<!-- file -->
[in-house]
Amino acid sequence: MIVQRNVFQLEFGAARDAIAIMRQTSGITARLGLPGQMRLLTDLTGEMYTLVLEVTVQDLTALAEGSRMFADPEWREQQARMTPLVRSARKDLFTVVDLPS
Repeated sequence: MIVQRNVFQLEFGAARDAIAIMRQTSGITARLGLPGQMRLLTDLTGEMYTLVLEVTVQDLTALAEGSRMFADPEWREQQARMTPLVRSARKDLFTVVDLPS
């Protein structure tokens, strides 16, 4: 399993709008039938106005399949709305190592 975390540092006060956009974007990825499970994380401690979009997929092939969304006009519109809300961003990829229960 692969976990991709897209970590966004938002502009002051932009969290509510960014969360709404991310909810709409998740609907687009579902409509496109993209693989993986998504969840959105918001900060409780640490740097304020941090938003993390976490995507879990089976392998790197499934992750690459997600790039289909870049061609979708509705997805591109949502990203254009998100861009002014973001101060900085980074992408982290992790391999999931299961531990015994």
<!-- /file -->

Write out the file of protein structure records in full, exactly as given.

[in-house]
Amino acid sequence: MIVQRNVFQLEFGAARDAIAIMRQTSGITARLGLPGQMRLLTDLTGEMYTLVLEVTVQDLTALAEGSRMFADPEWREQQARMTPLVRSARKDLFTVVDLPS
Repeated sequence: MIVQRNVFQLEFGAARDAIAIMRQTSGITARLGLPGQMRLLTDLTGEMYTLVLEVTVQDLTALAEGSRMFADPEWREQQARMTPLVRSARKDLFTVVDLPS
């Protein structure tokens, strides 16, 4: 399993709008039938106005399949709305190592 975390540092006060956009974007990825499970994380401690979009997929092939969304006009519109809300961003990829229960 692969976990991709897209970590966004938002502009002051932009969290509510960014969360709404991310909810709409998740609907687009579902409509496109993209693989993986998504969840959105918001900060409780640490740097304020941090938003993390976490995507879990089976392998790197499934992750690459997600790039289909870049061609979708509705997805591109949502990203254009998100861009002014973001101060900085980074992408982290992790391999999931299961531990015994």